Which means there are several of us who are at risk of falling into the vicious cycle of money-related stress, financial difficulties and/or mental health problems. So which one comes first? It’s likely a ‘chicken or the egg’ problem. But it’s very real that when you’re anxious, depressed or even stressed, managing money can feel like an impossible feat, even paying a simple bill can feel arduous. Humiliation is also a common feeling that comes hand in hand with money worries, be that because there is a lack of knowledge or you feel like bills and debt are running away from you.

So how do you take charge of your wellbeing both mentally and financially?

Again, we must emphasise, we are not mental health experts (please seek qualified mental health advice) but here are a few tips that may help with your wellbeing.

STEP 1: TAKE CARE OF THE MIND

Professional therapy, mindfulness and yoga have been known as the ‘holy trinity’ of mental wellbeing. If costs are a concern there are affordable therapists online via platforms like Better Help, Talk space. There are also great mindfulness apps out there such as Calm and Headspace for example. You’ll also find an array of yoga videos on YouTube or Pocket Yoga. But one last time, if you feel like your mental wellbeing or issues are deep rooted or overwhelming, please seek out your GP or qualified medical professional.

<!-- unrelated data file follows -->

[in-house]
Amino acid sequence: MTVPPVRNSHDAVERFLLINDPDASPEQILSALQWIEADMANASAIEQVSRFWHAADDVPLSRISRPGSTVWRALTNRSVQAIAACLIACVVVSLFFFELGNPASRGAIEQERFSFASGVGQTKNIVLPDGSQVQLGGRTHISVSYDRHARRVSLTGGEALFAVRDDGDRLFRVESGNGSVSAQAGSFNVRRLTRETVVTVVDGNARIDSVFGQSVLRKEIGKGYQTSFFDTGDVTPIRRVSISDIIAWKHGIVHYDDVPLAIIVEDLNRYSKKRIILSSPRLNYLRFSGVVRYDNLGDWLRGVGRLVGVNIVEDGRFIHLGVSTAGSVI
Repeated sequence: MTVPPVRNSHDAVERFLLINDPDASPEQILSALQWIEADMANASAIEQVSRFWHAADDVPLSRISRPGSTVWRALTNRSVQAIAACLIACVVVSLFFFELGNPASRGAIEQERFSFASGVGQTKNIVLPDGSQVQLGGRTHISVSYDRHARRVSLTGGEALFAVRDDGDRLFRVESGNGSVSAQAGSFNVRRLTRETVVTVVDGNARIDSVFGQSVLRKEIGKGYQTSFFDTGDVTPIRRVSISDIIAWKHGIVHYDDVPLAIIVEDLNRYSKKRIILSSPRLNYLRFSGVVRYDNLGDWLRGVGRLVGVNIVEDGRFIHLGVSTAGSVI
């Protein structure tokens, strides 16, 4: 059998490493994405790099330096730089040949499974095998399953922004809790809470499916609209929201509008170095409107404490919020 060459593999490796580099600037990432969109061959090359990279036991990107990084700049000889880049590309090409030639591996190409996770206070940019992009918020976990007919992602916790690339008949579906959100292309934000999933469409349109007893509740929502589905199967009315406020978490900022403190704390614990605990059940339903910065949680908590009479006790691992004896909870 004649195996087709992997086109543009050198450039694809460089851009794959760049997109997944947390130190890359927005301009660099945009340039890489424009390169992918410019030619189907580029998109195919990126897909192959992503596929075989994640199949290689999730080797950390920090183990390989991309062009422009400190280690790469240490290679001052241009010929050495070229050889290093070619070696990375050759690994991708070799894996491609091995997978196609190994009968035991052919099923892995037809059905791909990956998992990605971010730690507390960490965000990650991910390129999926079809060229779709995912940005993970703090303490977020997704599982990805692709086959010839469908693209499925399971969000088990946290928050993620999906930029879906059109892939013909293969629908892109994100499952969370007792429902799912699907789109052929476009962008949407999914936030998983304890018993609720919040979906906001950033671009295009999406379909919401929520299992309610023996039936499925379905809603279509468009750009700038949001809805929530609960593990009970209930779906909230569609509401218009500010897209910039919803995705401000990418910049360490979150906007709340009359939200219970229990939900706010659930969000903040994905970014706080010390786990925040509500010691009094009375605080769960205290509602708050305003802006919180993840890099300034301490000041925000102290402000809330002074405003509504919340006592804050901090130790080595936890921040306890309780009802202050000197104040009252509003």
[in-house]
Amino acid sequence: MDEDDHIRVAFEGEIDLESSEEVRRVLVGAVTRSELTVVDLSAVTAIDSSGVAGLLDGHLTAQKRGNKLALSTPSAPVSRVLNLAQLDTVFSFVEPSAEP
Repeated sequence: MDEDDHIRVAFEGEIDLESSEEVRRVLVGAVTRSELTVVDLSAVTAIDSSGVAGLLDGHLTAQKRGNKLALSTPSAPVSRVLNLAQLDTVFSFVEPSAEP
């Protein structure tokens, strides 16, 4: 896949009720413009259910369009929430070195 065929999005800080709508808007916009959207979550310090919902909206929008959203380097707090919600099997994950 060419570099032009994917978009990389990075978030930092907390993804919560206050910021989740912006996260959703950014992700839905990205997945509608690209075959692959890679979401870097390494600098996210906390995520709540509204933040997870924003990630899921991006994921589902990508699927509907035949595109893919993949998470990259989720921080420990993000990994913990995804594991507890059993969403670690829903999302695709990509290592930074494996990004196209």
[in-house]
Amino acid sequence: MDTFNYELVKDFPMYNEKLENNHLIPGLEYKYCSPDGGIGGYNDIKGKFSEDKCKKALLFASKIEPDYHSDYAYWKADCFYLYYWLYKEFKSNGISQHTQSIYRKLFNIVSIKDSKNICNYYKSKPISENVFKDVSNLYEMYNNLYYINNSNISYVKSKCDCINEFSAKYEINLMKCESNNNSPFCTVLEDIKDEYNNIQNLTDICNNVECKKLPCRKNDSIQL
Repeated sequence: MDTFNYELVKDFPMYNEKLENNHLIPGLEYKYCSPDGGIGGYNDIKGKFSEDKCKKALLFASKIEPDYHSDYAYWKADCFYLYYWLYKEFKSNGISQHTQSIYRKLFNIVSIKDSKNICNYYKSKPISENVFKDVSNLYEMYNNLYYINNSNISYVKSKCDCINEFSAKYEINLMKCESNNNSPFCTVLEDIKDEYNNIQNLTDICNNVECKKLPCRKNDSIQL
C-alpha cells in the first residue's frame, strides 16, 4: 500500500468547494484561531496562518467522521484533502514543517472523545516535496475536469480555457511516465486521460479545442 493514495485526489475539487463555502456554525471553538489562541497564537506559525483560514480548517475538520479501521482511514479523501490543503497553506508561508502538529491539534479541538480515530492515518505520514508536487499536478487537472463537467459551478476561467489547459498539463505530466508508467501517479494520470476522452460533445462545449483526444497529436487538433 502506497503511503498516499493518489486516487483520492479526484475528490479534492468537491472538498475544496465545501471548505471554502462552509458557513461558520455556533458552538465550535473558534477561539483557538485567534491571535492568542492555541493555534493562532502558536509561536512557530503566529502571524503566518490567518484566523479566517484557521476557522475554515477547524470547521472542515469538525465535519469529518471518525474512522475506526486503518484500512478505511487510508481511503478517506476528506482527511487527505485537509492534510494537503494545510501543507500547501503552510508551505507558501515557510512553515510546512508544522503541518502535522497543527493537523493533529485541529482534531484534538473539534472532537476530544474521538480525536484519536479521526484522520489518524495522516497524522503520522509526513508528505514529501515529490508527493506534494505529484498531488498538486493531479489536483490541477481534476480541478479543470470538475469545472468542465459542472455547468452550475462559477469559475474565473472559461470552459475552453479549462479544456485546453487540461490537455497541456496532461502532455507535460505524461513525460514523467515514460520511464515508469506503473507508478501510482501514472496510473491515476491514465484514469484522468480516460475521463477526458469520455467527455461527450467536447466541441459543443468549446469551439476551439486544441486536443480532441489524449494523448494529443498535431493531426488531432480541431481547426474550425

STEP 2: TAKE CARE OF YOUR BODY

Getting enough sleep can have tremendous effects on your body (and mind). Also, we know you know this, but we’ll say it again, exercise and nutrition are key. Also proven to have positive effects on your wellbeing is engaging in consistent hobbies and leisure activities such as walking your dog, cooking or reading. Finally, socialising with supportive and loving family and friends will also have positive effect on your wellbeing. And in our recent What do you care about? survey the top three things people believed to contribute to their own good health was eating well, getting plenty of sleep and walking.2

STEP 3: REBUILD YOUR FINANCES

Once you’ve started steps one and two, i.e. committed to looking after mind and body, you’ll be bettered prepared to focus on your finances. Breaking down tasks or debt into smaller pieces is recommended so you don’t feel overwhelmed.